Reading for Monday, 16 February
Two concerts of Gidon Kremer and his hand-picked orchestra, Kremerata Baltica, have wreaked havoc with any attempts to get on here and blog.
But I’m back now. And in this chapter, we find that Kutuzov has to actually make his decision. And Tolstoy slows time down for a beautifully detailed recreation of what that meeting would have been like. Was there really a little girl in the room listening in? Did Kutuzov really sit with his face hidden in shadow so people couldn’t see how disappointed he was?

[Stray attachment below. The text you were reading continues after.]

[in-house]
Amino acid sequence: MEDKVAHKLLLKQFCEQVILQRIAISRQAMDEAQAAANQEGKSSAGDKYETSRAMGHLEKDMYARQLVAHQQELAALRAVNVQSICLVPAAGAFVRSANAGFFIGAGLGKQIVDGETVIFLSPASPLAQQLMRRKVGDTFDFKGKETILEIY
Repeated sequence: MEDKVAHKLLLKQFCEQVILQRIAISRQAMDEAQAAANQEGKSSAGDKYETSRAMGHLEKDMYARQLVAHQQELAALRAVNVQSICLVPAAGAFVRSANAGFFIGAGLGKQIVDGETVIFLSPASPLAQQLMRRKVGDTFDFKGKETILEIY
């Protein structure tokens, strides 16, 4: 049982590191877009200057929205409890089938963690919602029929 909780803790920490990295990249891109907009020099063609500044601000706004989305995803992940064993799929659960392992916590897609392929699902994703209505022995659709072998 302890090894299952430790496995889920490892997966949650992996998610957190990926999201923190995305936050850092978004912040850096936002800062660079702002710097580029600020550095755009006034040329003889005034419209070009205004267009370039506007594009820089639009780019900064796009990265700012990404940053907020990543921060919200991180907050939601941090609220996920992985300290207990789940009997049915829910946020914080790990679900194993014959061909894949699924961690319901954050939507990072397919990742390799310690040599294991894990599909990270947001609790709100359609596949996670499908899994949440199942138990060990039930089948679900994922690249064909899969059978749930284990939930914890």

I don’t know – but it feels real. And there’s nothing more awe-inspiring than when Kutuzov says that he will have to pay for the broken pots. Ultimately, whoever said we should abandon Moscow was going to be considered a coward. But in the Tolstoy-painted version of reality, there was no other choice that could be made. It was going to inevitably happen because that’s the way the crowd was moving.
And, we’re left again with Kutuzov pondering the continuity/discrete sections dilemma – at what particular point did he lose Moscow? (Not realising that there was no particular point – it was a smooth slide that led inevitably there.)